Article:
The consequences of gene flow for local adaptation and differentiation: A two-locus two-deme model

The consequences of gene flow for local adaptation and differentiation: A two-locus two-deme model
Ada Akerman, Reinhard Bürger
(Submitted on 6 Mar 2013)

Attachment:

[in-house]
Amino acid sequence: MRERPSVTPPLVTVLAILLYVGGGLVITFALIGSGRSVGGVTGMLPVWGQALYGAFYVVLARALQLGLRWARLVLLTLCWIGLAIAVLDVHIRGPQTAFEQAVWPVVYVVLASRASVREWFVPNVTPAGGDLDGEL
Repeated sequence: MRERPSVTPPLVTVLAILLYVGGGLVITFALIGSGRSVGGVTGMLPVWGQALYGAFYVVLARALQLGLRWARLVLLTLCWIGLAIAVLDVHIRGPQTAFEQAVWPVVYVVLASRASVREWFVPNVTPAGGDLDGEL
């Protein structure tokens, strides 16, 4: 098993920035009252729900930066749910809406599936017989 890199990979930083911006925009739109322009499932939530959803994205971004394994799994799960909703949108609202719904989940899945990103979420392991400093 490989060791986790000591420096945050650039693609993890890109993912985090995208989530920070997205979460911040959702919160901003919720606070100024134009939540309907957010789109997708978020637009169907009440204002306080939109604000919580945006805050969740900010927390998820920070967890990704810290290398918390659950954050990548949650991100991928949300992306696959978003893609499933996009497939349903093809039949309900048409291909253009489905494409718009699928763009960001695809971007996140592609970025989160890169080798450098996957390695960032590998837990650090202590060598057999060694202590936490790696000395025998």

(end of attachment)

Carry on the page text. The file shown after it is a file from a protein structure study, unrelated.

We consider a population subdivided into two demes connected by migration in which selection acts in opposite direction. We explore the effects of recombination and migration on the maintenance of multilocus polymorphism, on local adaptation, and on differentiation by employing a deterministic model with genic selection on two linked diallelic loci (i.e., no dominance or epistasis). For the following cases, we characterize explicitly the possible equilibrium configurations: weak, strong, highly asymmetric, and super-symmetric migration, no or weak recombination, and independent or strongly recombining loci. For independent loci (linkage equilibrium) and for completely linked loci, we derive the possible bifurcation patterns as functions of the total migration rate, assuming all other parameters are fixed but arbitrary. For these and other cases, we determine analytically the maximum migration rate below which a stable fully polymorphic equilibrium exists. In this case, differentiation and local adaptation are maintained. Their degree is quantified by a new multilocus version of $\Fst$ and by the migration load, respectively. In addition, we investigate the invasion conditions of locally beneficial mutants and show that linkage to a locus that is already in migration-selection balance facilitates invasion. Hence, loci of much smaller effect can invade than predicted by one-locus theory if linkage is sufficiently tight. We study how this minimum amount of linkage admitting invasion depends on the migration pattern. This suggests the emergence of clusters of locally beneficial mutations, which may form `genomic islands of divergence’. Finally, the influence of linkage and two-way migration on the effective migration rate at a linked neutral locus is explored. Numerical work complements our analytical results.

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